Also on-site is a working cooperage dating back to the early 1900s. In recent times, Angostura has developed a training facility for both Angostura coopers and those from rum producers based on other islands. David Adams, a Scotch industry cooper, travelled to Trinidad in 1996 to train employees and help set up the course. Today, skills such as barrel repair and assembly, hoop replacement and tool identification are taught by in-house cooper Lennard Lewis, the courses attracting trainees from St Lucia, Barbados and Jamaica.

“We train anyone who wants to be a cooper because we want to keep the trade alive,” Laronde-West continues. “We also extended it to the other islands which produce rums, and we encourage them to send their people to learn.”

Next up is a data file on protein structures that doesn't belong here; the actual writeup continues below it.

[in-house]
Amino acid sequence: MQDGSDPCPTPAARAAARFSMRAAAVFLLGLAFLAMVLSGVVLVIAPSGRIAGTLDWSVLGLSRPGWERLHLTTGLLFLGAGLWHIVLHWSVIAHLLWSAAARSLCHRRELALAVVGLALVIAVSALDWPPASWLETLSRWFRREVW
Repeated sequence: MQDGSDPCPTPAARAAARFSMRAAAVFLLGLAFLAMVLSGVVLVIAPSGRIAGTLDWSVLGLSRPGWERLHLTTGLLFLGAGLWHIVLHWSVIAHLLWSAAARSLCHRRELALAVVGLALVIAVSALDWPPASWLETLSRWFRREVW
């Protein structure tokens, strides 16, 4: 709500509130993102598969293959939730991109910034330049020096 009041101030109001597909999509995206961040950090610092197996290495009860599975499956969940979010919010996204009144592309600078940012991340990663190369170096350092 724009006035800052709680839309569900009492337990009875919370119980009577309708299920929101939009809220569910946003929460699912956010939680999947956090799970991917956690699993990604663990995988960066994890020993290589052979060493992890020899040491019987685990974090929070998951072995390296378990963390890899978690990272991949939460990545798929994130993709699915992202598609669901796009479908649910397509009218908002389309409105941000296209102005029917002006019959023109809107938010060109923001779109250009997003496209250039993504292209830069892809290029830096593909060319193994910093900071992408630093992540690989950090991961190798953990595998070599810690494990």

Another modern Angostura incarnation is the Global Cocktail Challenge, now an established feature on the bartender competition calendar. Founded in 2001, the cocktail competition focuses on both the rums and the bitters, and attracts entries from on-trade talent around the world – at stake, a US$10,000 purse and a global brand ambassadorship position. Competition in the 2016 edition was as fierce as ever: 900 bartenders were whittled down to 12 finalists, with local competitor Neal Ramdhan triumphing.

From the initial battlefield inspiration, today the Angostura portfolio comprises two bitters – the original and Angostura Orange Bitters – an expansive local and international rum portfolio, and the recently introduced Amaro di Angostura. If only Dr Siegert could see it all now…

Click through the following pages to see the timeline of Angostura’s brand history.